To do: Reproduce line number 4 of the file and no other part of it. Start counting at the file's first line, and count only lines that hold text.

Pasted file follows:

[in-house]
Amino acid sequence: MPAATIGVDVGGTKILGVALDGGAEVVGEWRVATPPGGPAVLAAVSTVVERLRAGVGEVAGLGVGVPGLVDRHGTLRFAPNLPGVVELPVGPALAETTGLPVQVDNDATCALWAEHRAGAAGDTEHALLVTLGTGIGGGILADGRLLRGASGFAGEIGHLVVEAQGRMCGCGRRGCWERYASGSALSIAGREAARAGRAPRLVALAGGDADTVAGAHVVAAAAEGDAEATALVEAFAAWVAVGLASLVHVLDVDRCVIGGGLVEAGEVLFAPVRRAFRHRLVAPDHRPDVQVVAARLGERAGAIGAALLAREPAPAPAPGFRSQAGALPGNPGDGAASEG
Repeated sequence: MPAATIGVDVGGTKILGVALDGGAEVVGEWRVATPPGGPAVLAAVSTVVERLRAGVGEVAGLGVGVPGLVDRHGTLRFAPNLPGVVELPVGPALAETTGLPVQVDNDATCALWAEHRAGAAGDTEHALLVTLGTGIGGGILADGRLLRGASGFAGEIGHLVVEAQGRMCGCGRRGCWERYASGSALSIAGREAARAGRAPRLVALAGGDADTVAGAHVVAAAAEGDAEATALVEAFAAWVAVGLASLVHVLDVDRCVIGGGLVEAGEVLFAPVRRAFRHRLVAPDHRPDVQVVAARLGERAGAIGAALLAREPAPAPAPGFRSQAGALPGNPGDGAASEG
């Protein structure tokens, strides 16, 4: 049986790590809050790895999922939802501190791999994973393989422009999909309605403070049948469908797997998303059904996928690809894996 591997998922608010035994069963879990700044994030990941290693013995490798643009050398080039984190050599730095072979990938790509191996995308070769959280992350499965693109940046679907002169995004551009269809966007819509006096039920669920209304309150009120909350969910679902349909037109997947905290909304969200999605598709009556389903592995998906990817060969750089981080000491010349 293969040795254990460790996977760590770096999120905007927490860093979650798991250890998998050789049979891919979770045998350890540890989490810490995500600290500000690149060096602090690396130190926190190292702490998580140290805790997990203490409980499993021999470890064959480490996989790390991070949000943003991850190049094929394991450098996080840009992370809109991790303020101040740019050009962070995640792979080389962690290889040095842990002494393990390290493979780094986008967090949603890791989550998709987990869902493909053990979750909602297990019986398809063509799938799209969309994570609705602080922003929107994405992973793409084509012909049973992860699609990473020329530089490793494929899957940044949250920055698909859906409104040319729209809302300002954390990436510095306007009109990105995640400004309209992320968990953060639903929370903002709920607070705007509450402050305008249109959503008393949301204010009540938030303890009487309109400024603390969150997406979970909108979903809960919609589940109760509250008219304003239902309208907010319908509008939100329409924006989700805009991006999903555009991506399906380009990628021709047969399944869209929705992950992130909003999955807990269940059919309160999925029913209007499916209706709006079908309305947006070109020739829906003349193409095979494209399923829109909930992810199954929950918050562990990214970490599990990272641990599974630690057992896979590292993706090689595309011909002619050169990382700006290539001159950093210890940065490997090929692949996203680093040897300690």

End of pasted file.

């Protein structure tokens, strides 16, 4: 049986790590809050790895999922939802501190791999994973393989422009999909309605403070049948469908797997998303059904996928690809894996 591997998922608010035994069963879990700044994030990941290693013995490798643009050398080039984190050599730095072979990938790509191996995308070769959280992350499965693109940046679907002169995004551009269809966007819509006096039920669920209304309150009120909350969910679902349909037109997947905290909304969200999605598709009556389903592995998906990817060969750089981080000491010349 293969040795254990460790996977760590770096999120905007927490860093979650798991250890998998050789049979891919979770045998350890540890989490810490995500600290500000690149060096602090690396130190926190190292702490998580140290805790997990203490409980499993021999470890064959480490996989790390991070949000943003991850190049094929394991450098996080840009992370809109991790303020101040740019050009962070995640792979080389962690290889040095842990002494393990390290493979780094986008967090949603890791989550998709987990869902493909053990979750909602297990019986398809063509799938799209969309994570609705602080922003929107994405992973793409084509012909049973992860699609990473020329530089490793494929899957940044949250920055698909859906409104040319729209809302300002954390990436510095306007009109990105995640400004309209992320968990953060639903929370903002709920607070705007509450402050305008249109959503008393949301204010009540938030303890009487309109400024603390969150997406979970909108979903809960919609589940109760509250008219304003239902309208907010319908509008939100329409924006989700805009991006999903555009991506399906380009990628021709047969399944869209929705992950992130909003999955807990269940059919309160999925029913209007499916209706709006079908309305947006070109020739829906003349193409095979494209399923829109909930992810199954929950918050562990990214970490599990990272641990599974630690057992896979590292993706090689595309011909002619050169990382700006290539001159950093210890940065490997090929692949996203680093040897300690």